But environmental experts are concerned that the initiative will do much more harm to India than it will do good.
First, they claim, it has to be taken into account that climate change has caused changes in rainfall patterns with unpredictable effects on water flow, and that setting in stone a huge new canal network at such an unstable period wouldn’t be a wise decision.
"What may appear as water deficient today may become water surplus in the future due to climate change," said Sachin Gunthe of Indian Institute of Technology in Madras, as cited by New Scientist. "So, how do you justify inter-linking?"
Geologists also note that pushing rivers around through the Inter Linking of Rivers (ILR) could damage agriculture, as farmlands have been built over centuries in naturally born floodplains and near river deltas.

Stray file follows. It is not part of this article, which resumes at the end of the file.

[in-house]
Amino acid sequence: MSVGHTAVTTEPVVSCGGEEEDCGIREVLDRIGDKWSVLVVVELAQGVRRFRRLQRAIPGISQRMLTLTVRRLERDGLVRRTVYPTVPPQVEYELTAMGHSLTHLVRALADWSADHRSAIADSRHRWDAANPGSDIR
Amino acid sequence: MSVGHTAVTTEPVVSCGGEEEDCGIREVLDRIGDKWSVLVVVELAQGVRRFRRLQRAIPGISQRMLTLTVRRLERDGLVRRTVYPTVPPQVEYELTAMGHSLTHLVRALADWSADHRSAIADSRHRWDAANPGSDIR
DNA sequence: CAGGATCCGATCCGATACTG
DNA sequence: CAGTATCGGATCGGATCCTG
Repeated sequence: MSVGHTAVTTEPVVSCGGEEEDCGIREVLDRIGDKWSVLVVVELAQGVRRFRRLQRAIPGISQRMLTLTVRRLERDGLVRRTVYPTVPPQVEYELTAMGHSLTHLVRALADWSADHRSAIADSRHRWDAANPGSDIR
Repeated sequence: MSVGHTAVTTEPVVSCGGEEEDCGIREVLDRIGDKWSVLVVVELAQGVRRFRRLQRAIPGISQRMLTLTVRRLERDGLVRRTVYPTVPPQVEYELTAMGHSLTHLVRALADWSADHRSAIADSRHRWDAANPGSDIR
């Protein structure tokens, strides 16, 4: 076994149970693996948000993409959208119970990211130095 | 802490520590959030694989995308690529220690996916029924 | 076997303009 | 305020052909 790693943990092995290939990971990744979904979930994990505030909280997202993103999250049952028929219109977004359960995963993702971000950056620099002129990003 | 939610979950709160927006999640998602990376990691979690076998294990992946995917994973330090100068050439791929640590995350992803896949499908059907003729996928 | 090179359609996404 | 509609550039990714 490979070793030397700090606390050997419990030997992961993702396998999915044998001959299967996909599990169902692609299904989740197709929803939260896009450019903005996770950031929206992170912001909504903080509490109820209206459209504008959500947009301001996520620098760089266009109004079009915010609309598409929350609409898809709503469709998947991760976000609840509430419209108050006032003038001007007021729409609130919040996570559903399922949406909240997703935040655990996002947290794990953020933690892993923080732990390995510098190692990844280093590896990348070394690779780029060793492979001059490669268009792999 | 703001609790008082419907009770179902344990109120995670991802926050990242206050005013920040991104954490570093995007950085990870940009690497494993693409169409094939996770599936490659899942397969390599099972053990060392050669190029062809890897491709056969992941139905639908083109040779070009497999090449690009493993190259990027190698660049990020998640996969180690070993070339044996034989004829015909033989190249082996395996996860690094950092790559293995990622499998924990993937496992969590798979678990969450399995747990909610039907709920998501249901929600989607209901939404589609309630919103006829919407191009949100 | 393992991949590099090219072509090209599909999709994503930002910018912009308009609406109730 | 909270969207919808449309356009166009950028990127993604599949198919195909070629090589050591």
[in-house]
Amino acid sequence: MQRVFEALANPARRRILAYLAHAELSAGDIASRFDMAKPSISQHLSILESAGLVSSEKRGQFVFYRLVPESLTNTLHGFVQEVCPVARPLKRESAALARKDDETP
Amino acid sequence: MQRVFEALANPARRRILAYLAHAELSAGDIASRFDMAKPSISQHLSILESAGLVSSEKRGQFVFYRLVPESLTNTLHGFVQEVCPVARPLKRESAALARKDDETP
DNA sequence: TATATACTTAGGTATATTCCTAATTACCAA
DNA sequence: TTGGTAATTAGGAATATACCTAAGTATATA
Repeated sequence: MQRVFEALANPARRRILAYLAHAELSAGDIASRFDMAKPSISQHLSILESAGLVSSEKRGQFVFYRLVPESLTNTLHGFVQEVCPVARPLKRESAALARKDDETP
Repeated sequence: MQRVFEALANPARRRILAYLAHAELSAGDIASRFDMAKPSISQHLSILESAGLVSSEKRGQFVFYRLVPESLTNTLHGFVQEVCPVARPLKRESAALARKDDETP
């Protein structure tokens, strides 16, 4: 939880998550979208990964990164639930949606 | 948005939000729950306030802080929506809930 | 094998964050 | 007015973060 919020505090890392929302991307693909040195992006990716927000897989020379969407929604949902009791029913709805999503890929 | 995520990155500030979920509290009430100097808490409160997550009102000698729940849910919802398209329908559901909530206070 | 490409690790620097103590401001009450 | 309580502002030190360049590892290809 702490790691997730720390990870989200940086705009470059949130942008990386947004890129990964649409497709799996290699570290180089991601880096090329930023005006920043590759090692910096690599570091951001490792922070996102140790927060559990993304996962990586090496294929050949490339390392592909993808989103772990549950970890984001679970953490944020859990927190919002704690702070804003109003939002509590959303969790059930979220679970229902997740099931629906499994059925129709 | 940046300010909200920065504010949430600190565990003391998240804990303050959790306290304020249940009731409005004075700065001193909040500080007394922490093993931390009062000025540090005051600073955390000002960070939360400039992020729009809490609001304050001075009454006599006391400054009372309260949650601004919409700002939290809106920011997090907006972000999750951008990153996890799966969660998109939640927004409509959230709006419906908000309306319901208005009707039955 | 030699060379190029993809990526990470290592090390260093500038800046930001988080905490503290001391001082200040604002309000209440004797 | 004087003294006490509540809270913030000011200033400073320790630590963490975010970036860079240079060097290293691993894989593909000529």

What’s more, the ILR scheme will require constructing vast reservoirs to control and store water, according to director of Delhi-based NGO, the Centre for Science and Environment, Sunita Narain, and these reservoirs will displace hundreds of thousands of people.
Wildlife will also severely suffer, as even the scheme’s pilot project would only be possible at the cost of destroying an estimated 4,100 hectares of forest, likely including 58 square kilometers of the Panna Tiger Reserve.
Despite all the alerts by environmental activists, the government seems determined, and work on the pilot-link is likely to start any time soon.